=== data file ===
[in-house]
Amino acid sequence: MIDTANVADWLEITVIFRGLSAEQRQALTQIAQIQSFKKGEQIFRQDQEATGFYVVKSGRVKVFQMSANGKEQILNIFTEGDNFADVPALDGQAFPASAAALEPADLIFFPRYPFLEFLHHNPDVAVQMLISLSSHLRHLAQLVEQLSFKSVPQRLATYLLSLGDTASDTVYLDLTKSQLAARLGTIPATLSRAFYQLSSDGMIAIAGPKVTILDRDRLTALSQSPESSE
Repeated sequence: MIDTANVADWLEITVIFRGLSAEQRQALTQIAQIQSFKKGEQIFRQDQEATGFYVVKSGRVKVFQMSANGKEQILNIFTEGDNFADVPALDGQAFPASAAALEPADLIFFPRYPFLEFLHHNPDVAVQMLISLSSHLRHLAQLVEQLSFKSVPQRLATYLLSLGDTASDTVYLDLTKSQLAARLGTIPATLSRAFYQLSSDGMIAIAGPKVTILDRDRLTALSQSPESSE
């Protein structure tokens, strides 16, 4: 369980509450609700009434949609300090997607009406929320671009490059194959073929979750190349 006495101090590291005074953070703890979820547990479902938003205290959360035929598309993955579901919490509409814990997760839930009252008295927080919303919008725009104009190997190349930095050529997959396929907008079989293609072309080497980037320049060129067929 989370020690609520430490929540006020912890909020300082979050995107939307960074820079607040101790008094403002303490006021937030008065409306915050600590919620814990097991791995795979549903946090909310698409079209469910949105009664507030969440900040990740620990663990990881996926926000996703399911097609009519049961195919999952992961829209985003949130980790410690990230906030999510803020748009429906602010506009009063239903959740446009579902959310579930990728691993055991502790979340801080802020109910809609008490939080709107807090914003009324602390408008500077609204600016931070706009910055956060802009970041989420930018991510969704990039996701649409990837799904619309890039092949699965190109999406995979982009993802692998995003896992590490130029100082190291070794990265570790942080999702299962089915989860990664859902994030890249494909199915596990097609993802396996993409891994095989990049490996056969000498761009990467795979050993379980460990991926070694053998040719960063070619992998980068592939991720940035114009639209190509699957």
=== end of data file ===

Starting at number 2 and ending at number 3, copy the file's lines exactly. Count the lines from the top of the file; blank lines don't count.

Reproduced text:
Amino acid sequence: MIDTANVADWLEITVIFRGLSAEQRQALTQIAQIQSFKKGEQIFRQDQEATGFYVVKSGRVKVFQMSANGKEQILNIFTEGDNFADVPALDGQAFPASAAALEPADLIFFPRYPFLEFLHHNPDVAVQMLISLSSHLRHLAQLVEQLSFKSVPQRLATYLLSLGDTASDTVYLDLTKSQLAARLGTIPATLSRAFYQLSSDGMIAIAGPKVTILDRDRLTALSQSPESSE
Repeated sequence: MIDTANVADWLEITVIFRGLSAEQRQALTQIAQIQSFKKGEQIFRQDQEATGFYVVKSGRVKVFQMSANGKEQILNIFTEGDNFADVPALDGQAFPASAAALEPADLIFFPRYPFLEFLHHNPDVAVQMLISLSSHLRHLAQLVEQLSFKSVPQRLATYLLSLGDTASDTVYLDLTKSQLAARLGTIPATLSRAFYQLSSDGMIAIAGPKVTILDRDRLTALSQSPESSE